The palette of colour used by the hand of nature to paint the ocean and the land that holds it back is impossible to mix as the hues alter under the changing light and shade of sun and cloud. Every twist and turn of the coastline reveals hidden, inaccessible bays of unblemished beauty, the ocean breaking quietly at low tide on a horseshoe-shaped screed of fine golden to near white sand; then, at high tide, waves pound the jagged scree at the cliff base throwing up spumes of salt laden spray tasted on the wind and felt on the skin. These living, emotive, forces, often destructive, yet always spectacularly spell-binding to the spectators eye, live hauntingly, like a shadowing past-life experience within me, drawing memories, an unfathomable empathy with the loss of life and endeavour that has challenged man’s attempts to tame the ocean in the days that sail was king unexplainably almost real. Maybe, just maybe it was.
16th Jan 2017, 01:50
Criss-crossing the York Peninsular and now working our way north along the East Coast of the Spencer Gulf towards Port Augusta, we have dropped in on some beautiful locations and 'frontier-like’ towns that both intrigue and interest in equal measure. Jetties reach out for long lost trade, almost appearing dejected in their wait for a ship, any ship, as they bare the bruising brunt of the oceans attempts to wash them away, their only custom these days coming mainly from anglers and crab fishers; small communities reliant, thankful, for any passing trade ‘their’ jetty attracts.
Long, empty, beaches draw the eye as they stretch away, white in the bright heat of the day, gently rolling surf, lapping at the extremities of this vast coastline. Sand, talcum-powder-soft, massages the soles of the feet, testing the ability to walk as it deepens.
Warily I ease our caravan-home around every bend, conscious of recent surprise encounters with Emu strutting casually along the roadside with as many as nine youngsters in tow, the land-cruiser, patient as it effortlessly puts up with our crawl-like progress. An encounter with the ever-present threat of a crossing kangaroo thankfully yet to be realised.Amongst the trees and bush further inland, but still in sight of the ocean from a lookout, Kookaburras vie for attention as they laugh at each other from a favourite perch. Here in the cool oasis of Mambray Creek in the shadow of Mt Remarkable, an Emu, almost the same height as me, makes eye contact as it haughtily passes by. A Kangaroo or two, sometimes three, hop past; stopping occasionally to forage.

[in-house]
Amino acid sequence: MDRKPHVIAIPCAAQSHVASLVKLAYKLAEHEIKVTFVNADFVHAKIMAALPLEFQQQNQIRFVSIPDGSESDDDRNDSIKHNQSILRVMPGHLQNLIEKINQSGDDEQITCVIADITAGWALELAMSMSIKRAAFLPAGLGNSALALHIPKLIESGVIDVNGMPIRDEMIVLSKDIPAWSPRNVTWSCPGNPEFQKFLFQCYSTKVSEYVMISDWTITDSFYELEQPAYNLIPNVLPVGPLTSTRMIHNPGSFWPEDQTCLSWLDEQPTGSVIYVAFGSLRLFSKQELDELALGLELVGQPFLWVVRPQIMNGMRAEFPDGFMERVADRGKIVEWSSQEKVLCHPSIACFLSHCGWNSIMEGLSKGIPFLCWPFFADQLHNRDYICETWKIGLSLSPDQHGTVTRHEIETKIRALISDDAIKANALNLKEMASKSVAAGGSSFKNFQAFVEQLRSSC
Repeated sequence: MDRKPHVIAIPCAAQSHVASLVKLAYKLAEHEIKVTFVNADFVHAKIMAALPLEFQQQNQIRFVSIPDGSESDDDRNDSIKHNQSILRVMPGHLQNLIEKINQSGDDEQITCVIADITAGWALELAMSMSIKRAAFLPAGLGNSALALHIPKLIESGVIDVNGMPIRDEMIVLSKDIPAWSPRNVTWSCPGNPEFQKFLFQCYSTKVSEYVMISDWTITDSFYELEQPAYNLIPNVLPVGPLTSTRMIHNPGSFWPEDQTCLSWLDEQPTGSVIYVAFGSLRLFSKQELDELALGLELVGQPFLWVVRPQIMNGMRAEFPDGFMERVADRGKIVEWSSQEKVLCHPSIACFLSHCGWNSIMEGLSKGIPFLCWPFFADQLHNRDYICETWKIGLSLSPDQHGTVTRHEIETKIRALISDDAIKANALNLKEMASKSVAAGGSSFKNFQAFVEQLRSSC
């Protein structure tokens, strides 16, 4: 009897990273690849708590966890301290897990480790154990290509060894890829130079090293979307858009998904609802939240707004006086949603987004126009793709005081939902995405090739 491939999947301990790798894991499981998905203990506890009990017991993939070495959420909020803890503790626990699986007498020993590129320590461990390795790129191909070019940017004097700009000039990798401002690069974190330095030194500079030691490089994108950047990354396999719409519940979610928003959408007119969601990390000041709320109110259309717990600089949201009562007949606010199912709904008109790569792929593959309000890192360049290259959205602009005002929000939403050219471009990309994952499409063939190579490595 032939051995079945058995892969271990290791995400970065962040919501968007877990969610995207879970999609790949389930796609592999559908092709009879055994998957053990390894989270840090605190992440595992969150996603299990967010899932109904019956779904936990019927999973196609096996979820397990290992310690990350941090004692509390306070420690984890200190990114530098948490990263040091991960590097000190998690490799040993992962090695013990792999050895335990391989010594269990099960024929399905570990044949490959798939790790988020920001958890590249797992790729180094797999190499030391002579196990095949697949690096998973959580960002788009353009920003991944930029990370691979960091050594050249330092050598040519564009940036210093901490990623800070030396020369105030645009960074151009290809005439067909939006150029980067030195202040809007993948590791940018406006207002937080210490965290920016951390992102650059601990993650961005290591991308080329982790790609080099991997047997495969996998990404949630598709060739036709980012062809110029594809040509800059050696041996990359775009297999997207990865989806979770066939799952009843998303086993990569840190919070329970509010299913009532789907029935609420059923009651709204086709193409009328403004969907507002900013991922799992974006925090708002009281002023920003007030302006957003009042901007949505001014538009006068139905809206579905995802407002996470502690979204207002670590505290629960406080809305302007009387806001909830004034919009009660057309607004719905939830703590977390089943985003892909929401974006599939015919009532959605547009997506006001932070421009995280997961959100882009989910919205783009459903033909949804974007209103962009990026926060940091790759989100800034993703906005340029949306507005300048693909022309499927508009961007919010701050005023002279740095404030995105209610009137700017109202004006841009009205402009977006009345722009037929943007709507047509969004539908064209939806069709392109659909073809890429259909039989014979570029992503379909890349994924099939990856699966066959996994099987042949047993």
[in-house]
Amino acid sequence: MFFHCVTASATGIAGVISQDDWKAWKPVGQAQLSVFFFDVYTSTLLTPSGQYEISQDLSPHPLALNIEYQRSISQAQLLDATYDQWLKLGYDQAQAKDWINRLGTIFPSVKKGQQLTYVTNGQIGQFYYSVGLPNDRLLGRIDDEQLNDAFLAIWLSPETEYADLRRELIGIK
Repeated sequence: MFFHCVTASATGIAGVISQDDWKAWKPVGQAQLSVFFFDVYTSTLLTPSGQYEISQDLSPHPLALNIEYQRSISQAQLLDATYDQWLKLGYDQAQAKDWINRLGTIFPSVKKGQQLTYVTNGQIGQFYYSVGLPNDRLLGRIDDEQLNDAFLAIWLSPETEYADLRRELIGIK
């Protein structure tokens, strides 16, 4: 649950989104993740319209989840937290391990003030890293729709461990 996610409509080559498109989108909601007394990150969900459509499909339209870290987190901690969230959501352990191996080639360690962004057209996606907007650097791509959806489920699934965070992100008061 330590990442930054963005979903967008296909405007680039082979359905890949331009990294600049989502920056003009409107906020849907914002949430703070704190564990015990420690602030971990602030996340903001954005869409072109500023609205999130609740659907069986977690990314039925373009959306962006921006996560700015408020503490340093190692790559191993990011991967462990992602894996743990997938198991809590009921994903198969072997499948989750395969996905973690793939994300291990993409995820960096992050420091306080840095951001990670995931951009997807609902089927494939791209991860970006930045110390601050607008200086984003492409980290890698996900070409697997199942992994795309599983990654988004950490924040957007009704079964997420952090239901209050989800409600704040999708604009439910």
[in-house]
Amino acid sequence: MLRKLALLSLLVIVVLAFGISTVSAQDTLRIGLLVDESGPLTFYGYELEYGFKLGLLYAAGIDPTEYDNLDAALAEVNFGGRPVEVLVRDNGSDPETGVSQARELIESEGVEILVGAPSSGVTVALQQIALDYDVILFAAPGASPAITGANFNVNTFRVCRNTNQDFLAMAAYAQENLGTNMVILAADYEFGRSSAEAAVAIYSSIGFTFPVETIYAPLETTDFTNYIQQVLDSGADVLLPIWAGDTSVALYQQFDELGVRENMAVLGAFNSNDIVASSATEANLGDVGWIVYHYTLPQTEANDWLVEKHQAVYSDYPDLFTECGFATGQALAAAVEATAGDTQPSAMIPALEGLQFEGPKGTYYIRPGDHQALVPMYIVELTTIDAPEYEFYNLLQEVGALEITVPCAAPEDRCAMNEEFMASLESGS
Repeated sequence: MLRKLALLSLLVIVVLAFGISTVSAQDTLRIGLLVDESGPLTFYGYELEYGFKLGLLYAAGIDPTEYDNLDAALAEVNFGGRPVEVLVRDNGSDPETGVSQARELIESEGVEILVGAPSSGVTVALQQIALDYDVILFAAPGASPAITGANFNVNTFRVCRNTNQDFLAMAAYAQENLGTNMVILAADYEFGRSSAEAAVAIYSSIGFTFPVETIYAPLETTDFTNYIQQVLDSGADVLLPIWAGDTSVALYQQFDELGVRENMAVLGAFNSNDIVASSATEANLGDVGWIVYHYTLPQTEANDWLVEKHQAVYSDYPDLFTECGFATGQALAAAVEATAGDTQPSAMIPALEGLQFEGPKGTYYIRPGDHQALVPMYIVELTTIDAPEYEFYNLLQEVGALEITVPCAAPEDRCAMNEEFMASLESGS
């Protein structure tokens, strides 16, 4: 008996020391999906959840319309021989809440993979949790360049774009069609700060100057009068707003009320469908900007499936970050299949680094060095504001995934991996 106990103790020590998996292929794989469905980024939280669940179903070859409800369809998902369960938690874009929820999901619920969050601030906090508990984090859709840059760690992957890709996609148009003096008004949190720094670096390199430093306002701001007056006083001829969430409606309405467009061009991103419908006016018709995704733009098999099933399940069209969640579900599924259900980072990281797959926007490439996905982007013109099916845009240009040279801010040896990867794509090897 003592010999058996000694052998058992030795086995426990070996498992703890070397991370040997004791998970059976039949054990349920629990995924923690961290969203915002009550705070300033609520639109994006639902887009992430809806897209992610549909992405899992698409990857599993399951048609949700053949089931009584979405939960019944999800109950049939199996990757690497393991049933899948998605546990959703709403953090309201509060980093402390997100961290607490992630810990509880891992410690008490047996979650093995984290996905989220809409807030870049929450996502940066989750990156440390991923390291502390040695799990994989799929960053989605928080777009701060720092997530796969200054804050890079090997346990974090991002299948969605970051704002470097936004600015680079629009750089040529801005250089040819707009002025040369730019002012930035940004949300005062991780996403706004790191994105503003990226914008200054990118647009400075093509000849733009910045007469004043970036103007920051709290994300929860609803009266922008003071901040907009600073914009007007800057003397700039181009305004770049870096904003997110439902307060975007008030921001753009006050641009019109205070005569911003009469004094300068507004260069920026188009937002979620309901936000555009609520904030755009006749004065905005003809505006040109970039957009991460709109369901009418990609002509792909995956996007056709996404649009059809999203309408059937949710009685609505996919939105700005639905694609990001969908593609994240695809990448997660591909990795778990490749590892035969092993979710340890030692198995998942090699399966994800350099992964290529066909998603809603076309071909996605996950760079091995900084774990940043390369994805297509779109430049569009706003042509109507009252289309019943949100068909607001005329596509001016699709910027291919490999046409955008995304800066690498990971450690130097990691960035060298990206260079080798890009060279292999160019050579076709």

A walk along trails both new and old reveals ancient red gum trees, hollowed by age, sometimes fire; the wood valued for its depth of colour and carving. The creek, just a trickle topping up and maintaining the standing pools of deeper water, provides the elixir of life to all manner of thirsty creatures and plant life. Always on the lookout for snakes amongst rocks almost oven-hot from the sun, I absent-mindedly walk into a spiders web spanning the trail before us. No easy giving way of the spider silk I was used to, instead, stretched taut it parted with an audible snap as I turned my back to it unsure of the threat its inhabitant might be. Thankfully no-one was home.A three foot Goanna lopes along the trail ahead of us, tongue flicking, tasting it's environment. Only this morning the tell-tale, almost imperceptible sound of dry grass and leaf litter being disturbed caught my ear, and looking out of our caravan window a Goanna appeared tail swishing, tongue busy, searching. I reached for an egg and rolled it gently, but blindly, away from the underside of the caravan, which the Goanna was now exploring, and within seconds was upon it, our cameras busy trying to take in as much detail as possible of this new experience. After a while, snout glistening, the Goanna made off, testing the air once more for the chance of another meal.
Tomorrow we move on, what next we ask ourselves?
2nd Jan 2017, 07:17
The other night I awoke in the small hours and listened to the sound of waves breaking on the beach just a stones throw from the caravan, a myriad of other familiar, yet unfamiliar, sounds emanating from the bush that surrounded us. Lynn lay peacefully, almost silent, save for the whisper of her breath, cloaked in the depth of her slumbers as I made sense of all I was hearing, the moon shining bright above us as it passed across the skylight in the ceiling above, our window to the stars, a planetarium of our very own, Venus almost ever present as she shone torch-bright upon the landscape. Thoughts crowded in as my mind wandered……………
We’d arrived in South Australia in early October, a few, seemingly short weeks ago, yet crammed with so much to be done that we hardly had time to breathe. Lynn had arrived in London mid-August to ‘come get me’ as she put it, and as we wiled away the wait for my visa to arrive we buried ourselves in a confusion of detail that, at times, had us frazzled. A decision to give us some relief from what we saw as being on a knife edge of will-I-won’t-I be granted the visa I sought, took us to Spain, which neither of us had visited before. Two weeks of touring on a wing and a prayer exceeded all our expectations accompanied by the knowledge that the day before we left England my electronic passport visa for Australia had arrived by email……we were on our way.
21st Dec 2016, 01:53
The Southern Ocean rolls in on Moana Beach, South Australia, where Lynn Douglas and me are starting out on our new life together. To be continued................
7th Nov 2016, 05:01
16th Jun 2016, 11:25
15th Jun 2016, 18:16
15th Jun 2016, 18:11